The extra brightness further has a profound effect on 3D viewing, enabling the Sim2 M.150 to combat more effectively than the Mico 50 the inevitable dimming you get when you don a pair of Sim2’s active 3D glasses. This helps 3D images look more dynamic, more colourful, more detailed, and more full of depth.
Couple all this with the M.150’s complete freedom from active 3D’s dreaded crosstalk ghosting problem, and as with every other Sim2 3D projector we’ve seen, the M.150 provides staggering proof that 3D viewing in the home really can be an amazing experience rather than just the headache-inducing marketing gimmick it can appear to be on lesser products.
2D and HD Reproduction
Going back to 2D, the M.150’s pictures also benefit from more or less perfect colour response. Colours are immaculately balanced, almost infinitely nuanced, totally natural in tone (even in dark picture areas), and utterly free of any sort of noise or distortion. In other words, here again the M.150 is capable of delivering a ‘celluloid-like’ experience on a level we just haven’t witnessed before other than on the aforementioned Lumis 3D-S.
The sharpness of the Sim2 M.150’s HD pictures needs to be seen to be believed, too. Its images are so precise and clean, in fact, that the only Blu-ray scenes we’ve been able to find that do maximum justice to them are the shot-for-IMAX bits of The Dark Knight - most notably the opening bank robbery sequence. So extreme is the clarity on show here that we found it hard to believe we were just watching a normal HD feed rather than some sort of ‘super resolution’ source.
We guess one question that needs to be asked is if the M.150 justifies its extra cost over the non-LED £13,000 and £16,000 Sim2 Nero models. And the simple answer is yes. For starters, you never have to change the bulbs in the M.150 (a £750-a-pop process on the Neros). Also, the M.150’s images benefit from greater stability and slightly more natural motion reproduction (there’s really no need at all to use the projector’s provided motion processing options), as well as remaining free of puny amounts of rainbow effect that extremely susceptible viewers might very occasionally detect on the Neros.
The only other projectors in town that might potentially cause the M.150 any grief are the JVC X90 and the Sony VW1000ES. The JVC, it must be said, delivers deeper black levels than the M.150 can. But the M.150 more than compensates for this with the extra crispness and colour subtlety of its 2D pictures; by producing more shadow detail; and by rendering 3D with much less crosstalk than the JVC.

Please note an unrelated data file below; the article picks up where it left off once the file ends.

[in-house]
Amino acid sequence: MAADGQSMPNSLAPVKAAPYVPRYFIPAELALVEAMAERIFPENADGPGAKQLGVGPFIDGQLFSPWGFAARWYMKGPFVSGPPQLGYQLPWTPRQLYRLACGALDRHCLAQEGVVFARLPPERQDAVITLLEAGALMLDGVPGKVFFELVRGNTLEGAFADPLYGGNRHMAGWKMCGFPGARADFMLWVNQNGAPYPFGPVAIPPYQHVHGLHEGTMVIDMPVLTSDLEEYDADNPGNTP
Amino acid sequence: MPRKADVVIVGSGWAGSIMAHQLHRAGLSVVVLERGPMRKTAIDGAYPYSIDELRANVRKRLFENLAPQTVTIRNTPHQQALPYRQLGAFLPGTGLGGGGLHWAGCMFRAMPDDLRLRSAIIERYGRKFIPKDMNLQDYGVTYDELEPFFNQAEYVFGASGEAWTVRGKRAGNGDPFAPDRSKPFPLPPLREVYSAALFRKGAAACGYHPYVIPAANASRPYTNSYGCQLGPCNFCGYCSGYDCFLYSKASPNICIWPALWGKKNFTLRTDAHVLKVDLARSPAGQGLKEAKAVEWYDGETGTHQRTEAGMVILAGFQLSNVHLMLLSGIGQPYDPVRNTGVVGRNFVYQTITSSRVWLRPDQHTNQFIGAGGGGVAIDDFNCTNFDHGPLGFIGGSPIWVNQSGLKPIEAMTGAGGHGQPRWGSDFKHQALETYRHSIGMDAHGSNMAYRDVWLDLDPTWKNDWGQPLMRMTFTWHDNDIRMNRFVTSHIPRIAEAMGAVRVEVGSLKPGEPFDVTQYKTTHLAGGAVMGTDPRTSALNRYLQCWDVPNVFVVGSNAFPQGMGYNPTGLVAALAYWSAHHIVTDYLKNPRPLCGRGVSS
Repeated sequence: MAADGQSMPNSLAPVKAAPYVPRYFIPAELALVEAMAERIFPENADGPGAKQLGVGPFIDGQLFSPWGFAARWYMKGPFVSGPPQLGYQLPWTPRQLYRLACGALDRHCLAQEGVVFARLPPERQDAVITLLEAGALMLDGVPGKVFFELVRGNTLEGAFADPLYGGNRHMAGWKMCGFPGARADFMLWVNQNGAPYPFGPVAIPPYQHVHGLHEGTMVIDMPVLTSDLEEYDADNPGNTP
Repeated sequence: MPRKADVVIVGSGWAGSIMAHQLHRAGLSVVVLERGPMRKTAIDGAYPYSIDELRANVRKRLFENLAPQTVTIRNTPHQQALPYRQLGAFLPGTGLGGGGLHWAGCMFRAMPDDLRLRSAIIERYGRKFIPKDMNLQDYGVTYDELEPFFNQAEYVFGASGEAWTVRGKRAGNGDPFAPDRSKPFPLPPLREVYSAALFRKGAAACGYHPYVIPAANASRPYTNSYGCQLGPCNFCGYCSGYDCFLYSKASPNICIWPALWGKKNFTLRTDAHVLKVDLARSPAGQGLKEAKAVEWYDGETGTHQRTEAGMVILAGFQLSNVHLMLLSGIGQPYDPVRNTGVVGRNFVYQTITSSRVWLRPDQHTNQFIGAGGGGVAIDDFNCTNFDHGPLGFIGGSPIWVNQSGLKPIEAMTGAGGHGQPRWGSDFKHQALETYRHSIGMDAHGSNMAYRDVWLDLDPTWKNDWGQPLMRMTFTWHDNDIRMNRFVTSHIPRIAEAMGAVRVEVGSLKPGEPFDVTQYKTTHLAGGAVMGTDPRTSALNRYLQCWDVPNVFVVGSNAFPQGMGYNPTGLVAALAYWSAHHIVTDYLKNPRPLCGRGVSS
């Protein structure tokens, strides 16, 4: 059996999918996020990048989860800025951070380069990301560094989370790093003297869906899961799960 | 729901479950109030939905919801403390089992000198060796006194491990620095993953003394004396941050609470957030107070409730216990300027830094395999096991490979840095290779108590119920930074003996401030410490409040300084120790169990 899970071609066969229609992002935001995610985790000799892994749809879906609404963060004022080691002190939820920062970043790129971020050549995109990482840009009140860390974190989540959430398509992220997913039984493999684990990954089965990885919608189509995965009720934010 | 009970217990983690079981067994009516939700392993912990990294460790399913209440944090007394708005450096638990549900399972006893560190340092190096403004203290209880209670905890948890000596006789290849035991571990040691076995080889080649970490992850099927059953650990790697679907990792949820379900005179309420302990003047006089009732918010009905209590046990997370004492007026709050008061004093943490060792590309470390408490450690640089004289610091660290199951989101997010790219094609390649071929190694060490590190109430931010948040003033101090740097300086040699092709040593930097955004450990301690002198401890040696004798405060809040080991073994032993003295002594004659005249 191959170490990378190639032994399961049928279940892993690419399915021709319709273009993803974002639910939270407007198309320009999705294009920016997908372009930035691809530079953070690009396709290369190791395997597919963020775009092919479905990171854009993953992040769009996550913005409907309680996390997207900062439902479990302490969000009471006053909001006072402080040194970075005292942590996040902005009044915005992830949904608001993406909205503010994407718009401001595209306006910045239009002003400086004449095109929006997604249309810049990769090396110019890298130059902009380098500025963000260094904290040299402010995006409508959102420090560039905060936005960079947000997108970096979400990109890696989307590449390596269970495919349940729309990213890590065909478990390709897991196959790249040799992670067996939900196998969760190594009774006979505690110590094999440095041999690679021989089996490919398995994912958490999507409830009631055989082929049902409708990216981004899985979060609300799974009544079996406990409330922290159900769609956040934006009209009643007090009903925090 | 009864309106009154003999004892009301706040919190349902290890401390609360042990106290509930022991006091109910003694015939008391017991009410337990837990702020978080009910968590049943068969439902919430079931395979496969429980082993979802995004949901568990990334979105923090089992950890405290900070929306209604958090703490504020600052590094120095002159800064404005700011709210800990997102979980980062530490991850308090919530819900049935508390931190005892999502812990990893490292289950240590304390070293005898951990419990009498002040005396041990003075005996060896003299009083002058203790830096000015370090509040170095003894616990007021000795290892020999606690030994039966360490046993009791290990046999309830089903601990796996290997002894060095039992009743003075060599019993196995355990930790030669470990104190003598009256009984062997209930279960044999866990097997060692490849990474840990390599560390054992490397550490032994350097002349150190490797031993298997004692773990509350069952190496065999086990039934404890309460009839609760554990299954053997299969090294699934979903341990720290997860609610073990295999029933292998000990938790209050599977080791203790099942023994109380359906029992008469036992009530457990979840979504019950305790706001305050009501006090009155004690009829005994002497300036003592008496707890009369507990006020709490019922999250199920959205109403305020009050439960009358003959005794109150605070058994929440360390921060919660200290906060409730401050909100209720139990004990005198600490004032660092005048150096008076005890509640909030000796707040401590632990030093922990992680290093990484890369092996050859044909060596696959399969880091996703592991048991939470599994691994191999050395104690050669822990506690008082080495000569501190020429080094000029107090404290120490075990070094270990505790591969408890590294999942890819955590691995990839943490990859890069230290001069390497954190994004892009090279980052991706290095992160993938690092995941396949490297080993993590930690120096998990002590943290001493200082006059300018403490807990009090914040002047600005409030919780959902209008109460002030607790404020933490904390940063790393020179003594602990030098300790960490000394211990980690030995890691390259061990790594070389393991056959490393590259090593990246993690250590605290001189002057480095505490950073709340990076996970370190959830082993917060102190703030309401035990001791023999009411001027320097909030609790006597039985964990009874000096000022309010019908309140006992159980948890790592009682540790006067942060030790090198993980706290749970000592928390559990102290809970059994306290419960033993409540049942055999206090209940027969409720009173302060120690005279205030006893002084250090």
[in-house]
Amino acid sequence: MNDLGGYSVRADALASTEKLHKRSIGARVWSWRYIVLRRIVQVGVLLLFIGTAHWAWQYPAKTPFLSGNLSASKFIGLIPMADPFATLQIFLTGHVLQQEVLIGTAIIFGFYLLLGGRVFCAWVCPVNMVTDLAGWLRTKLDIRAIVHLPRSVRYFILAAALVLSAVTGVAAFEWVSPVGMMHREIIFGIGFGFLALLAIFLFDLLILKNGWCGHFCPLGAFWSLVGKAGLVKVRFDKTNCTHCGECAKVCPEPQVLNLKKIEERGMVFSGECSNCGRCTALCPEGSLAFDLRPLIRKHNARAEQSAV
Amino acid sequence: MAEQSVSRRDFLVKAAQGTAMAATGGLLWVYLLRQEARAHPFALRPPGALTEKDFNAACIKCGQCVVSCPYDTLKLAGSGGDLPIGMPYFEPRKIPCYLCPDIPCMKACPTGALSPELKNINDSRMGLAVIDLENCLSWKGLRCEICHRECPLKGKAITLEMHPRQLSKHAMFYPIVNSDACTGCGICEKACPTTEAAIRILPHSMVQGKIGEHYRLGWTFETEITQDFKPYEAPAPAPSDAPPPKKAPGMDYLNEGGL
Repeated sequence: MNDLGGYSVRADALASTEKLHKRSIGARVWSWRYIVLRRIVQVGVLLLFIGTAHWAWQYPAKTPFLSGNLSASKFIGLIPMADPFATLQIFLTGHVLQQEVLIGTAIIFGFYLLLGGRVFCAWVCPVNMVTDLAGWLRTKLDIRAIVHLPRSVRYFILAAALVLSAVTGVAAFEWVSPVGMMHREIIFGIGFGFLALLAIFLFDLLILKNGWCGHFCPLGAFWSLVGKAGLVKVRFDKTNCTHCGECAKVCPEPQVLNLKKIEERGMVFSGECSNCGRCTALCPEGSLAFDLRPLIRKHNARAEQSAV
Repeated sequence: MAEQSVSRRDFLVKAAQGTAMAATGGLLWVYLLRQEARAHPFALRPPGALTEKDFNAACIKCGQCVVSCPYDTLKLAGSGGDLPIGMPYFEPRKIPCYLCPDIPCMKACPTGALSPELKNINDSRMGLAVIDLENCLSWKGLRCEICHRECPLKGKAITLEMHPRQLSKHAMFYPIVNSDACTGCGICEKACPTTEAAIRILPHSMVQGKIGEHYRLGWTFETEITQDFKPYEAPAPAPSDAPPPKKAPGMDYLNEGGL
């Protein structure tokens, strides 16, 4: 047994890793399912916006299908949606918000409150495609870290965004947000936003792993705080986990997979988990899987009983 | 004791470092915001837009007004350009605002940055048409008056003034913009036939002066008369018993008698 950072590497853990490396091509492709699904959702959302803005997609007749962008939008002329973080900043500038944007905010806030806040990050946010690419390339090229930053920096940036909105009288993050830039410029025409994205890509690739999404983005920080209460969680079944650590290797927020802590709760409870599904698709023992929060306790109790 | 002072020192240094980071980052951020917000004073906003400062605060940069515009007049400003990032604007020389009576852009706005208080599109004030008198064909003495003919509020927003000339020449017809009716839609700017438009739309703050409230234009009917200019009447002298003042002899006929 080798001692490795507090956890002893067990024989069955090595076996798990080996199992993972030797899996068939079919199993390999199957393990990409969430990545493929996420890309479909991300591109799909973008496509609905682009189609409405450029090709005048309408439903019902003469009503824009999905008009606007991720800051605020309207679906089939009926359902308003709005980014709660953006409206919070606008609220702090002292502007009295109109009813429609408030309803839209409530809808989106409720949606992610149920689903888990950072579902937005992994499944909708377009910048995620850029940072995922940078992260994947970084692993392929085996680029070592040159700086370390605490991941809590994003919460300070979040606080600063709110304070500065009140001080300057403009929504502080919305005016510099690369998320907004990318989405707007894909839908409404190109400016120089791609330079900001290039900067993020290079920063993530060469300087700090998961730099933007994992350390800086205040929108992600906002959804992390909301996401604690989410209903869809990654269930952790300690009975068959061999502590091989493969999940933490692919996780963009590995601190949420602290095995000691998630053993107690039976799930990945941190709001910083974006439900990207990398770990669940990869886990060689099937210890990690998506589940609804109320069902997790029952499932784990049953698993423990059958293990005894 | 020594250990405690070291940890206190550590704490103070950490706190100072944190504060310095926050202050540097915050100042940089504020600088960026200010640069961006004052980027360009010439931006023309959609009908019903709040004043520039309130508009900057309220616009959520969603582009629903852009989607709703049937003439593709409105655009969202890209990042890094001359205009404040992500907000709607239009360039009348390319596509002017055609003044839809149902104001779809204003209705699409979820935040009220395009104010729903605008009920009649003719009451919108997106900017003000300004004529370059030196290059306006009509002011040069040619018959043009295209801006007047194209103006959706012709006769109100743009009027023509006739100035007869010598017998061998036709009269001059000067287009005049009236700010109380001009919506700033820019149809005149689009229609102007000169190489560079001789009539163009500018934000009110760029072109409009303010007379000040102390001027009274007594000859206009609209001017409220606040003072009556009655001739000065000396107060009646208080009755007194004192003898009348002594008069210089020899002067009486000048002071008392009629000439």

The £17k Sony represents a tougher challenge in that there’s no doubt that genuine 4k material does take home cinema projection to a whole new level. However, there’s precious little 4k material around at the moment, and while the Sony upscales HD to 4k quite nicely, the M.150’s HD detail levels are only marginally smaller, yet its pictures look more consistently natural and less processed. The Sim2 also delivers a richer black level response, especially when it comes to reproducing shadow details in dark areas.
Pretty much the only serious gripe we might raise about the M.150’s imperious performance is that it runs a touch more noisily than we’d like. But the extreme flexibility of its set up options means that your installer shouldn’t have much difficulty at all in positioning the projector so that its noise doesn’t trouble you at all.
While LED lighting in projectors might not yet be catching on quite as much as we’d expected it to, the Sim2 M.150 proves that it remains every bit as impressive a technology as we first thought it was. In fact, the M.150 is probably the second best Sim2 projector we’ve seen behind the Lumis 3D-S, and you can’t say fairer than that.